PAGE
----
Posted by gomotp media

You may be aware motorcycle helmets in Malaysia are required to have the UN ECE R22.05, or SIRIM MS 1:1996, or both certifications to be considered legal.

As such, helmets that are certified by DOT only are illegal in Malaysian law.

So why is this so? Some DOT-certified helmets are just like the UN ECE R22.05 helmets, anyhow. Let us take a good look at this issue in greater detail.


The DOT standard is used in the United States of America. To be more specified, it is known as “US Department of Transport Federal Motor Vehicle Safety Standard (DOT FMVSS) No. 218.”

The US Depart of Transport allows helmet manufacturers to self-test their products, instead of being tested and approved prior to sale like ECE 22.05. Should the helmets meet DOT’s requirements, the manufacturers then apply the DOT Certified sticker.

An independent testing lab (Act Labs) appointed by the DOT will then buy the helmets off the shelves and test them. A lab who tested the helmets from 2014-2019 reported that of the 167 they tested, 43.1 percent (72 pieces) had failed performance tests.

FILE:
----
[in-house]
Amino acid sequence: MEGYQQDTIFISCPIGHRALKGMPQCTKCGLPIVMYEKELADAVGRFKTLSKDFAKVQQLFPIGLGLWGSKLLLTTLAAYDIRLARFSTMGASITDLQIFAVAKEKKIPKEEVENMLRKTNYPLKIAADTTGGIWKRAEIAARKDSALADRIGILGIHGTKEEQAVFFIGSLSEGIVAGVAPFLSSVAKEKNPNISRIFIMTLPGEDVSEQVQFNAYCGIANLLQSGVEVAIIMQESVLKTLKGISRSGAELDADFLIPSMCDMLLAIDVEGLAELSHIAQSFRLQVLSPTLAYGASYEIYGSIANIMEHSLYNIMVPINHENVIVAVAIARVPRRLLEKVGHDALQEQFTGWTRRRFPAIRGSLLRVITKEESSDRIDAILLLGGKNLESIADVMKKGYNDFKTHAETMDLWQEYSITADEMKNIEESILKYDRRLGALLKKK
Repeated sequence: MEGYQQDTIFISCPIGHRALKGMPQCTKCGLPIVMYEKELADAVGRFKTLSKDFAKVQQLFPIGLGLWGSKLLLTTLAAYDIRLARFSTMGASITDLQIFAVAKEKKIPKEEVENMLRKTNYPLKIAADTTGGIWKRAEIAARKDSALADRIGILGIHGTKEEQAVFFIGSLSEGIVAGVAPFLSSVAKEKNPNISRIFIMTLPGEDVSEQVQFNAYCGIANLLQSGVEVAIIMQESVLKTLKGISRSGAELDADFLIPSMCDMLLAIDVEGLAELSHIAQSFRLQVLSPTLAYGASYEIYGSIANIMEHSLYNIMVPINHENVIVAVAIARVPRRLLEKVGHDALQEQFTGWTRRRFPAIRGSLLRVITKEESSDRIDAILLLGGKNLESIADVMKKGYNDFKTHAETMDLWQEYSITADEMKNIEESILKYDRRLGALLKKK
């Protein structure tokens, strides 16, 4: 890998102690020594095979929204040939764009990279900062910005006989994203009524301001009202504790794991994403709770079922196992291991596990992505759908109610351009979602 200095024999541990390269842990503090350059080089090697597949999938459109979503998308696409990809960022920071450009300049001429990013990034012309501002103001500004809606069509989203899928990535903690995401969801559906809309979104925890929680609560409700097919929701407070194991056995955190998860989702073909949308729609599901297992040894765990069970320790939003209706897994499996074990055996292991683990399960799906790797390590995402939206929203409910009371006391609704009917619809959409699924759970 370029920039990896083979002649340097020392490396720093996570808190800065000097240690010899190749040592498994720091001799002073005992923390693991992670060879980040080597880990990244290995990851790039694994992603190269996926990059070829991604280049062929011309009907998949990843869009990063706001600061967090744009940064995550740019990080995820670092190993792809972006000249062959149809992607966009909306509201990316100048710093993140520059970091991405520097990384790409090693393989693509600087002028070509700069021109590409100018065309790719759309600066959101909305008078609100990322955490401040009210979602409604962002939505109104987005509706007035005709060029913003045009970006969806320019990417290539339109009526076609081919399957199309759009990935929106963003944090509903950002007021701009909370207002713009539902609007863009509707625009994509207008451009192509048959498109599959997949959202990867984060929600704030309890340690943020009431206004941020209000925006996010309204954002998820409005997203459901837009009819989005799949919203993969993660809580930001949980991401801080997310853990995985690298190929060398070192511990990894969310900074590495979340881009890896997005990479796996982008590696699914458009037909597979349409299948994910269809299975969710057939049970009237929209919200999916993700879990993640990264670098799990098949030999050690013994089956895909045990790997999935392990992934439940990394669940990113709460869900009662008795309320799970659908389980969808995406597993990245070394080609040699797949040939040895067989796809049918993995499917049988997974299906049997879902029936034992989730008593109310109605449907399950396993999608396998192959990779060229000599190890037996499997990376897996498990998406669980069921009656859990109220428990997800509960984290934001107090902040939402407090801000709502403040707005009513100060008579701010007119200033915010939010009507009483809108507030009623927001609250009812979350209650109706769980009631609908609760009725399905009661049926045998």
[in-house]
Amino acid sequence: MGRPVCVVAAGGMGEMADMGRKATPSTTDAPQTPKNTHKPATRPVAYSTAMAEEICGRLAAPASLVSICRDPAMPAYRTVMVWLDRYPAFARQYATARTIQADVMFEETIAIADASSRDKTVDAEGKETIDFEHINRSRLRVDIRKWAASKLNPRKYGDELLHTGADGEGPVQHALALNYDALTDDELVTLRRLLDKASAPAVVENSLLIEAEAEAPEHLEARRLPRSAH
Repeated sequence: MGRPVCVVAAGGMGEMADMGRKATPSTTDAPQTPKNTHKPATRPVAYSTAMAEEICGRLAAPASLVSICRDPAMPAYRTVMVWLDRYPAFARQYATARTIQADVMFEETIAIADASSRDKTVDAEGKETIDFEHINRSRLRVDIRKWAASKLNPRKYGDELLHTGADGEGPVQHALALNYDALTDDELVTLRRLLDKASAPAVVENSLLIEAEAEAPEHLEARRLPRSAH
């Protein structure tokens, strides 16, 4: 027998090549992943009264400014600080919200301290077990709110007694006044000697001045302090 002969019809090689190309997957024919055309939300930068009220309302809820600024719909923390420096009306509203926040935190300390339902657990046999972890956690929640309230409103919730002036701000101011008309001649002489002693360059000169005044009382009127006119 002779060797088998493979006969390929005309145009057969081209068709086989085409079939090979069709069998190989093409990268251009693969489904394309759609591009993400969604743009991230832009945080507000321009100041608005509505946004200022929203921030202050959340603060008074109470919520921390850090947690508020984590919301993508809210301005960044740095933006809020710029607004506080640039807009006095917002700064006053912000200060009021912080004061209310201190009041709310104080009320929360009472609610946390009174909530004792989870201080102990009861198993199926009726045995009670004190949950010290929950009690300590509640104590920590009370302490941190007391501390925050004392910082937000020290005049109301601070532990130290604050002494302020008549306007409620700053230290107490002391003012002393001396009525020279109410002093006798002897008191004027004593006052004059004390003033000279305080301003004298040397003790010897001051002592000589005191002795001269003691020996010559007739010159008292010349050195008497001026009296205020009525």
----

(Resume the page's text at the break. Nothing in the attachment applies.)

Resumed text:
That is almost a 50/50 chance that you may buy a helmet that does not provide adequate protection.

Failing the tests could have the maker facing stiff fines of up to USD 5,000 per helmet made. They may also be required to recall those that have been sold. But that does not seem to discourage the manufacturers from flouting the rules. Besides that, there were only 12 recalls since 2014, amounting to a mere 16.6 percent of the helmets sold.

Act Labs also tested well-known brands such as Shoei among others and they passed. This means we should seek brands that test their products and are certified to other standards such as the aforementioned ECE R22.05 or SNELL, in addition to DOT.

Back to Malaysia, the issue above is why our country’s authorities do not allow DOT helmets in the market.

What about helmets that are DOT and ECE R22.05 certified? 

However, helmets that have both DOT and ECE R22.05 certifications are safe, because the ECE ruling takes precedence. As such, they are allowed on Malaysian roads.